54 - 69 AD
Nero was seventeen years old when Claudius died. He was acclaimed Emperor on the palace steps that very day. He later was taken to the guards' camp, where he addressed his troops. He then visited the Senate House. Nero had virtuous intentions, and promised to model his rule on the principles laid down by Augustus, and he never missed an opportunity to be generous and merciful, or to show what a good companion he was. He lowered taxes, reduced a fee for denouncing evasions, and he presented the commons with forty gold pieces each. The first of Nero's four consulships lasted for two months, the third for four, the second and the last for six.
When Nero judged a case, he preferred the hold of a day on his decision, and he gave his decision in writing. After a while, all of Nero's successes went to his head, and it was not possible to excuse his insolent, lustful, extravagant, greedy, and cruel practices. Fate made certain unexpected additions to the disasters of Nero's reign as well. Thirty-thousand lives were taken by the plague in a single autumn, two British garrisons were taken by storm, and a huge number of Romans and allies were massacred. Also, a general administrative policy became established that the Name alone, that is to say simple membership in the Church, was enough for execution of these "atheists."
Nero practiced every kind of obscenity he could think of. He believed that fortunes were made to be squandered, and whoever could account for every penny he spent, seemed to him a stingy miser. His wastefulness showed most of all in the architectural projects. Nero's confidence in the national resources was not the only cause of his furious spending. He had also been excited by tales of a great treasure told to be still lying untouched in certain huge African caves and could easily be retrieved. Nero soon found himself bankrupt.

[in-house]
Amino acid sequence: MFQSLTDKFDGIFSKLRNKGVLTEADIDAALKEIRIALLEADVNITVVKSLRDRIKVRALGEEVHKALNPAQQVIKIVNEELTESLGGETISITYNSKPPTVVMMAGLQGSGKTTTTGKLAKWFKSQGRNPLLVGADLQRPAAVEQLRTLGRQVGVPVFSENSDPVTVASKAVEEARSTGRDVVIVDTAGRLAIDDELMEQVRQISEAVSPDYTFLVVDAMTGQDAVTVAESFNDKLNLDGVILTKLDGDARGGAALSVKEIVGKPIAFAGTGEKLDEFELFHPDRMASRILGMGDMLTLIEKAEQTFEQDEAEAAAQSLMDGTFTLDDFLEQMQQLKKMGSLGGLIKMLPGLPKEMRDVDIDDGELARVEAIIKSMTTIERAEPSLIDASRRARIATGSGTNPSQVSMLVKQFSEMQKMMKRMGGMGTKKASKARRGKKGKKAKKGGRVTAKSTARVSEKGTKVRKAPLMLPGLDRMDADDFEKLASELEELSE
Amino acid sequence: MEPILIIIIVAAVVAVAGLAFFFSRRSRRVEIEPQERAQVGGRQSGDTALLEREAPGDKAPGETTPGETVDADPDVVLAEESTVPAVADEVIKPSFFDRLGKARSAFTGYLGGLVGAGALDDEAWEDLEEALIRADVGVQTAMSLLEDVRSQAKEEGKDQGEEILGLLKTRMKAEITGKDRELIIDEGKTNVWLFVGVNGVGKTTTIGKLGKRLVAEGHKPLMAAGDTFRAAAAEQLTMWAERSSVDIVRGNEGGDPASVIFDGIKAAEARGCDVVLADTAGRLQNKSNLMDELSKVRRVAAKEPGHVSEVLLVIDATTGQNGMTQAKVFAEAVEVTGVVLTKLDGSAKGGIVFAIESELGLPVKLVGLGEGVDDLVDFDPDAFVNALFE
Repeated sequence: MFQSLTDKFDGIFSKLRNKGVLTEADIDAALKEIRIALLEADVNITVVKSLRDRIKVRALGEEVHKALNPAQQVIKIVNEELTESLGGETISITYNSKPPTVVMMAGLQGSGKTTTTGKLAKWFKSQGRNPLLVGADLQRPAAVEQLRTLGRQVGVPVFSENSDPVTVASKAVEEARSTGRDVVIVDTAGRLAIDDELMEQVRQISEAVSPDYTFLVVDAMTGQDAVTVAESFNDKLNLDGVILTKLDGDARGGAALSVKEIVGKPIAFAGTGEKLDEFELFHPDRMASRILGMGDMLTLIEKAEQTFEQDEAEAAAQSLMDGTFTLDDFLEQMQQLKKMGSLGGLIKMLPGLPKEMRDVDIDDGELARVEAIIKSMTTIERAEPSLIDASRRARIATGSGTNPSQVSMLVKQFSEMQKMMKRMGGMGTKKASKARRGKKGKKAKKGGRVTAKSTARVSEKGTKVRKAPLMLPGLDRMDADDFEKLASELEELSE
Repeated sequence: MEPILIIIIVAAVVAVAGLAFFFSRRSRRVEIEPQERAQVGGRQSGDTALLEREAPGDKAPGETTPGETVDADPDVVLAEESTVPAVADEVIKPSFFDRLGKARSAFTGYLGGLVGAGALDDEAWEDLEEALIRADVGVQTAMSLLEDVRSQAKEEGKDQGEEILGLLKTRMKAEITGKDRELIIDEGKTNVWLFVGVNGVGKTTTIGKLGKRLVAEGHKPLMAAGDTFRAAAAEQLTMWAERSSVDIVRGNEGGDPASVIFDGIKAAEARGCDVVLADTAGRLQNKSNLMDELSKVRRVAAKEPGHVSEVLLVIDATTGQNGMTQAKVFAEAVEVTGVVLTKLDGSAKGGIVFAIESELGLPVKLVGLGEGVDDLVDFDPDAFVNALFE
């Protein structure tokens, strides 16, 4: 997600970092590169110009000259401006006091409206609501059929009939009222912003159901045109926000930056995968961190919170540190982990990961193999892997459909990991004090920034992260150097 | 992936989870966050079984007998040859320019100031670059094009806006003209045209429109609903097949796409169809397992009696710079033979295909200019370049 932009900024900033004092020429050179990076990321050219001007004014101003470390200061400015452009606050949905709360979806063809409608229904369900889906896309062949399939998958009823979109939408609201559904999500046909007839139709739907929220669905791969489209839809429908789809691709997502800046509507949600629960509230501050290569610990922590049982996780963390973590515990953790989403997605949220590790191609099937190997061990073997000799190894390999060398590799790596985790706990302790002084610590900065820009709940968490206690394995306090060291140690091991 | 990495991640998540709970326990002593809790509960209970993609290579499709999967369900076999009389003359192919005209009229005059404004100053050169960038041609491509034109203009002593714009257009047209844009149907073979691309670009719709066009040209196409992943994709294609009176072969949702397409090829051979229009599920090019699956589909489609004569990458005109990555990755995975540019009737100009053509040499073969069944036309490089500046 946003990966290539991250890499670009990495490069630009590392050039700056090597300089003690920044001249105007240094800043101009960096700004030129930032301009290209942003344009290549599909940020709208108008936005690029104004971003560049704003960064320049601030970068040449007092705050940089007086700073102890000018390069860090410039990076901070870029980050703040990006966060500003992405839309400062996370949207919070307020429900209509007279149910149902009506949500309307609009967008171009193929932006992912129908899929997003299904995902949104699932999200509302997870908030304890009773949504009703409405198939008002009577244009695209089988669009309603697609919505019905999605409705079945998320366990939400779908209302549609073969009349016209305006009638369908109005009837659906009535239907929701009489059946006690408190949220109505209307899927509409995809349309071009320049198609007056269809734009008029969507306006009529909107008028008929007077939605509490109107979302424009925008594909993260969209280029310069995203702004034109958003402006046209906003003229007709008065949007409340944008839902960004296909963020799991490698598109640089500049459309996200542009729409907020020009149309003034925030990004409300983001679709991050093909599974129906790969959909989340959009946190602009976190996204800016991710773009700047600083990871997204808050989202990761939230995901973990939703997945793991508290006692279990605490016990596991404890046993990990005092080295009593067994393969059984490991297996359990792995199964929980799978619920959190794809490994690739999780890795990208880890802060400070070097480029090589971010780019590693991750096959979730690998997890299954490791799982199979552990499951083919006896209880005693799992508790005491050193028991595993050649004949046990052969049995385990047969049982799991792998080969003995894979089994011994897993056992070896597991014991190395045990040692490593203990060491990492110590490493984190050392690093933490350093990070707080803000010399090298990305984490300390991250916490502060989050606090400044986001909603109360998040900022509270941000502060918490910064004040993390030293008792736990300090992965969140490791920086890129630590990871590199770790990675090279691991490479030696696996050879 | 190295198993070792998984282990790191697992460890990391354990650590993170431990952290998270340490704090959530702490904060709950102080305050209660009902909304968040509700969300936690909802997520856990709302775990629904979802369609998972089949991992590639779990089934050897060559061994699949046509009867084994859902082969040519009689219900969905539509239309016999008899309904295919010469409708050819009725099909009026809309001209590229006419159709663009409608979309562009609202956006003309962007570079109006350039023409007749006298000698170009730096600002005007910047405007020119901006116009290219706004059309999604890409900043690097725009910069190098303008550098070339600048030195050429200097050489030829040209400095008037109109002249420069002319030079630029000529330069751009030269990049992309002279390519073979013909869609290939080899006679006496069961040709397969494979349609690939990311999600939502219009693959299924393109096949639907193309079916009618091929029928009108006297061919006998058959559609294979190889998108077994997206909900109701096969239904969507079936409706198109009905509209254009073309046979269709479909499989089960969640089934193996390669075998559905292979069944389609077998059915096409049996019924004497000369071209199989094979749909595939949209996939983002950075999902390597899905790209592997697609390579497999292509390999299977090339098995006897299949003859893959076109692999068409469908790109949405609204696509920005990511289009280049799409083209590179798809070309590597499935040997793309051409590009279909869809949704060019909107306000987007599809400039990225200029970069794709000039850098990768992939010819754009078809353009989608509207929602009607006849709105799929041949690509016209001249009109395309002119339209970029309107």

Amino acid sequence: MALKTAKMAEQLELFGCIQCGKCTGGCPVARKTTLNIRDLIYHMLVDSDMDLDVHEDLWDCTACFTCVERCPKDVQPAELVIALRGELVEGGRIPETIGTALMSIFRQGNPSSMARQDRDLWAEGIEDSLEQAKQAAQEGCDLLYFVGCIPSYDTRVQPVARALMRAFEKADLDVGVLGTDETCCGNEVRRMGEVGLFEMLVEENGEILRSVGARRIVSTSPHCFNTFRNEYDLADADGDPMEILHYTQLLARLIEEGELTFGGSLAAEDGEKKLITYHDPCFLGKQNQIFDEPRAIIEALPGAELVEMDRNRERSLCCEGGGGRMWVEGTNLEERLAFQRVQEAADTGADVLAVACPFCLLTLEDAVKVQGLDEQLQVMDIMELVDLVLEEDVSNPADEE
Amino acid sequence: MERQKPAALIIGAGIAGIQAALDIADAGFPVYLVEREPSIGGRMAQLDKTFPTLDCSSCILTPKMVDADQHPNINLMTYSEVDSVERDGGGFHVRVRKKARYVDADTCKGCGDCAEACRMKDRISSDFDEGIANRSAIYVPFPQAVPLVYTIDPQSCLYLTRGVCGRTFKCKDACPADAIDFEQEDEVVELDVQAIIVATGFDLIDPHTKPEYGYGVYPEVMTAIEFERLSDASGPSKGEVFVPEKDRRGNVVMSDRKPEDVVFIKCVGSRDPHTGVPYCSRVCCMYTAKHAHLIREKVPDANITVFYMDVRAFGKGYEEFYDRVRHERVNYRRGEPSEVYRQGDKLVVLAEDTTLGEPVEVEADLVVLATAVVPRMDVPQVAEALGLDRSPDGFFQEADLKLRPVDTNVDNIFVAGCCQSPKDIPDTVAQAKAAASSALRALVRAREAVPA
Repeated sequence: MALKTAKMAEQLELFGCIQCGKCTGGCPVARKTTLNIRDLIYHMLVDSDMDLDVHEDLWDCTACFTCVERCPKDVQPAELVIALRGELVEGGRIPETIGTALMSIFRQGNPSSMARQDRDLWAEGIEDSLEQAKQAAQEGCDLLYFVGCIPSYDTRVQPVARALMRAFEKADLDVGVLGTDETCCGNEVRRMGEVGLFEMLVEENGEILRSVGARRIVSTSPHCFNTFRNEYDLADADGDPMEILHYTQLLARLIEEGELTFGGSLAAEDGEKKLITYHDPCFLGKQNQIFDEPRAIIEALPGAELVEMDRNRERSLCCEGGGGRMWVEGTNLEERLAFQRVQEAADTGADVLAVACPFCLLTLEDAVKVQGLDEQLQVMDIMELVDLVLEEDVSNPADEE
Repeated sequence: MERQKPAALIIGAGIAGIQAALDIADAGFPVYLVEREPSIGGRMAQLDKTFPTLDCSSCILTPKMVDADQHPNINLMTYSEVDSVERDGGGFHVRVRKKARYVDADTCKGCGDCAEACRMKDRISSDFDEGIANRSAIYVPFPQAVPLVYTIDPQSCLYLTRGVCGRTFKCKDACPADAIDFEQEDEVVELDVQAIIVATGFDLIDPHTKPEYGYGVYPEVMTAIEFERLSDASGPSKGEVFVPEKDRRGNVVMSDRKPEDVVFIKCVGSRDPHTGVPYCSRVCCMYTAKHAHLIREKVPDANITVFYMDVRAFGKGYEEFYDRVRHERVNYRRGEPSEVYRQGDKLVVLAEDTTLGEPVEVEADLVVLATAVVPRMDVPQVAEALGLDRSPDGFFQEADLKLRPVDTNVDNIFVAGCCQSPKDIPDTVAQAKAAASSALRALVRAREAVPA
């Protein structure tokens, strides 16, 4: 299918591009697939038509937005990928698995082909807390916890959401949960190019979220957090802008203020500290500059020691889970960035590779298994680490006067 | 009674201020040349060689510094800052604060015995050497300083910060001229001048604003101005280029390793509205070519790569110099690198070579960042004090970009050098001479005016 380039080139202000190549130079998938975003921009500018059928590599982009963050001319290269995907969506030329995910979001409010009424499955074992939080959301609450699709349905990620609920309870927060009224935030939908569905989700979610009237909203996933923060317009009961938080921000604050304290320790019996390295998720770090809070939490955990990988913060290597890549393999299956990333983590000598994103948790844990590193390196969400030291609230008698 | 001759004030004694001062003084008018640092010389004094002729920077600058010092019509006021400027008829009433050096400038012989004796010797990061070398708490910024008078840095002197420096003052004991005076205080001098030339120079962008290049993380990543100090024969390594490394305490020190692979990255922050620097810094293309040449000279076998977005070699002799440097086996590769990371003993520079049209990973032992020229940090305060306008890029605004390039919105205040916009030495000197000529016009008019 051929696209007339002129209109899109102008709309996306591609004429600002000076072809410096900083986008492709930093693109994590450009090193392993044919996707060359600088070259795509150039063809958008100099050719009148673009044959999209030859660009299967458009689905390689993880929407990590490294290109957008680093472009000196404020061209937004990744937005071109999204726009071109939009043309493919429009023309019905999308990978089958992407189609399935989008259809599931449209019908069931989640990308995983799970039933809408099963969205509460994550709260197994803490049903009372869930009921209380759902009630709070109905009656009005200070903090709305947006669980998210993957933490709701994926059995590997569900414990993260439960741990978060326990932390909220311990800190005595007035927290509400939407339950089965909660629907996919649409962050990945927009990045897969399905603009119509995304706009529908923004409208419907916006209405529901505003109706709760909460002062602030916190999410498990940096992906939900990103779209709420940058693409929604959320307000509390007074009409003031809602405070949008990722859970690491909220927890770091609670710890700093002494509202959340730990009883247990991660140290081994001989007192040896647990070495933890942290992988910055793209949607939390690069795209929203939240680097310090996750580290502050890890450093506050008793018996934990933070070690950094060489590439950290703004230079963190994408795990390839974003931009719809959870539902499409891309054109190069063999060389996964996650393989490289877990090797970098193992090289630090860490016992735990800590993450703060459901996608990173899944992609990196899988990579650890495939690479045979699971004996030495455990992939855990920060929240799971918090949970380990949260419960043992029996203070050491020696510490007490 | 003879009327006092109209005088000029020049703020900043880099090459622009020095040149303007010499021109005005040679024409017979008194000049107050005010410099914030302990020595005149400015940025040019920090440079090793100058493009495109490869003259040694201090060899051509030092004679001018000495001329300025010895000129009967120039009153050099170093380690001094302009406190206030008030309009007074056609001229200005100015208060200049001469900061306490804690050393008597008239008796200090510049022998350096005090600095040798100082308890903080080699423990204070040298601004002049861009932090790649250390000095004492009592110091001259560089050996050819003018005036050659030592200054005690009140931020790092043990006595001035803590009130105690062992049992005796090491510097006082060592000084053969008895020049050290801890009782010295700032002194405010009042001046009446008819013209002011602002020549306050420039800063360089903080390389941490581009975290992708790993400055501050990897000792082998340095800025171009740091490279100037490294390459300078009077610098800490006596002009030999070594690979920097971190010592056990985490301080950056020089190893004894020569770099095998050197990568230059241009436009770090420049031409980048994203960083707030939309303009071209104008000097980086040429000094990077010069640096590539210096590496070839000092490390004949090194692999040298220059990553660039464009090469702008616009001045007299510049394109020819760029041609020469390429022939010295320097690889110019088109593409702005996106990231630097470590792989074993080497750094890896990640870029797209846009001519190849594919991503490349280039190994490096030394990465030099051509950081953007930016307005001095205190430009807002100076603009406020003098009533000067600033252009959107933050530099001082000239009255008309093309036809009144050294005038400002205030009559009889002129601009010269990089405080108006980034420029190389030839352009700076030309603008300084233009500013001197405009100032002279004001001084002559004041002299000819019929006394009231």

His financial difficulties were such that he could not give the soldiers their pay or pay for veterans' benefits. He then turned to robbery and blackmail. He robbed numerous temples of their treasures and melted down the gold and silver images. There was no family relationship Nero did not criminally abuse. For instance, Nero caused the murders of his mother, his aunt, and his high-minded wife Octavia. Nero was no less cruel to strangers than to members of his family. Nothing could restrain Nero from murdering anyone he pleased, on whatever pretext. Nero heard of the Gallic revolt against him on the anniversary of his mother's murder. He also got news of Galba's Spanish revolt. Nero insisted that to lose supreme power while still alive was something that has never happened to another emperor. Nero was now so universally despised that no punishment was bad enough for him.
The Great Fire of Rome in 64 AD was officially attributed to the Jewish sect of the Christians, whose first persecution now occurred. There were many threats against his life so Nero fled the Palace and stayed at a small villa. A runner brought him a letter from Phaon, an Imperial freedman, stating that he was declared a public enemy by the Senate and that when he was apprehended he would be punished "in ancient style". This style of punishment meant that an executioner stripped their victim naked, thrust his head into a wooden fork, and then flogged him to death with sticks. In terror, Nero stabbed himself in the throat. Nero died at the age of thirty-two.
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